Controversial immigration enforcement program is target of lively protest
Hundreds gathered in Los Angeles on Monday night for a chance to address a federal task force that will propose changes to a controversial immigration enforcement program.
Speaker after speaker at the lively meeting denounced the Secure Communities program, with most not calling for changes but for the program to end entirely.
“I’m here asking the government to end this Secure Communities program,” said Blanca Perez, an undocumented worker who was arrested for selling ice cream from a cart on the street and then placed into deportation proceedings. “I am not a criminal, nor am I a bad person. I am simply a person who wants to work.”
Dozens walked out of the hearing at St. Anne's Residential Facility, shouting “terminate the program!” and calling on task force members to resign.
The task force was formed in response to growing criticism of the Department of Homeland Security enforcement program, which shares fingerprints collected by state and local police to help immigration authorities identify and deport tens of thousands of people each year.
The program, which was touted as a way to identify and deport convicted felons, has been criticized for also ensnaring minor offenders, victims of domestic abuse and other crimes, as well as witnesses to crimes and people who were arrested but not convicted of offenses.
The group of 20 has been asked to recommend ways for Secure Communities to “focus on individuals who pose a threat to public safety, national security or to the integrity of the immigration system,” according to the Department of Homeland Security. Its members include police and sheriff’s officials, prosecutors, and immigration and community advocates. Two members – Arturo Venegas Jr., a retired Sacramento police chief, and Rosemary Welsh of Mercy Ministries of Laredo – were at the hearing to listen to testimony.
Although the task force was initially started to make recommendations about immigrants who were being deported for minor traffic offenses, Venegas said, several members have asked to broaden the scope.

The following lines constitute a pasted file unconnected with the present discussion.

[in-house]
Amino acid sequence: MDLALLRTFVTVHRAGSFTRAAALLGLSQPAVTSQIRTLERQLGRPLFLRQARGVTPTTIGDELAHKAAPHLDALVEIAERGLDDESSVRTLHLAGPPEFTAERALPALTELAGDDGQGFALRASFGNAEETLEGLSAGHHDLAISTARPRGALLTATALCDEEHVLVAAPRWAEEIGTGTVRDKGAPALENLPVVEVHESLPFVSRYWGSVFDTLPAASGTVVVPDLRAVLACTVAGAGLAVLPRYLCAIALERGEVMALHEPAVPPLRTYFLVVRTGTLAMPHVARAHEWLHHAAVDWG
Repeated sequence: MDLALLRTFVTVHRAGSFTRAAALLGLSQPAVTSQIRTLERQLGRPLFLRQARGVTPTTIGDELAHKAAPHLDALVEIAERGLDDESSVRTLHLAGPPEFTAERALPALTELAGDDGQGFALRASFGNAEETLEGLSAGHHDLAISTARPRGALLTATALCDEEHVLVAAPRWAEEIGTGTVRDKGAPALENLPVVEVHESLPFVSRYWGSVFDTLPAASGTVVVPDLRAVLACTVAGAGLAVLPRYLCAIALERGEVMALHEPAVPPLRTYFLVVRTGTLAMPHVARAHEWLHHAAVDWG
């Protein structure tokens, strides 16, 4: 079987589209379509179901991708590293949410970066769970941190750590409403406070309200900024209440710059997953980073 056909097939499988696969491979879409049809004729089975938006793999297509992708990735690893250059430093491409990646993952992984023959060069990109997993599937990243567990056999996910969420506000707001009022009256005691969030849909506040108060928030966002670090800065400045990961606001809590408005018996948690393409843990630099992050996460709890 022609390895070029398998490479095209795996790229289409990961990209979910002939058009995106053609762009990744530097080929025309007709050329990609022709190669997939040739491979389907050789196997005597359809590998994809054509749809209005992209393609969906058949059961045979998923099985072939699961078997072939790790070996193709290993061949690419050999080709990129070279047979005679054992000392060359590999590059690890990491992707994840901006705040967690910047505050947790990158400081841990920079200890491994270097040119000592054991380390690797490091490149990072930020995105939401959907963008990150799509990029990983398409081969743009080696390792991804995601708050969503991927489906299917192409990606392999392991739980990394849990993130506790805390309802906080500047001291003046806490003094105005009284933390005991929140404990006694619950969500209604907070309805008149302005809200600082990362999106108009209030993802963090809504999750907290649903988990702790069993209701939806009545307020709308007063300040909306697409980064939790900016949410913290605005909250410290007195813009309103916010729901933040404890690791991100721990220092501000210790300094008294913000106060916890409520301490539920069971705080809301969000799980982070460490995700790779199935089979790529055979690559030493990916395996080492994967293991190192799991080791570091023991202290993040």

“I know there’s a lot of concern about racial profiling and people who are getting deported who were never intended to be classified under Secure Communities,” he said, “so we’re taking whatever people have that’s a concern to them.”
Several undocumented men and women who are in deportation proceedings spoke at the hearing. A woman who was arrested after she called to report domestic violence and several workers arrested when their office was raided during an investigation into the employer said they were placed in deportation proceedings following their arrests despite their charges being dropped.
Several elected officials including Mayor Antonio Villaraigosa, Supervisor Michael D. Antonovich and Assemblyman Tom Ammiano (D-San Francisco) sent representatives to read their messages at the hearing.
Anna Pembedjian, justice deputy for Antonovich, said the supervisor supports the program and that concerns voiced about immigration enforcement programs in the past have not emerged.
In his statement, Ammiano, who authored proposed legislation to modify Secure Communities, denounced the program. He called for an end to it and for members of the task force to resign “rather than giving this program or department any false legitimacy.”
The statement resonated strongly with many of those in the audience and people soon began shouting “terminate the program!” and “renuncia!” (“resign!”).
“I’ve heard this message,” Venegas told the audience. “But we have an opportunity to make a recommendation. Whether or not something will actually be done, I can’t say. I’m not in charge of that.”
Several audience members walked out of the meeting but a few dozen remained to offer their testimony.
Photo: Demostrators were picketing in front of St. Anne's Residential Facility, where Homeland Security advisory council's Task Force on Secure Communities was holding a hearing. Credit: Kevork Djansezian / Getty Images.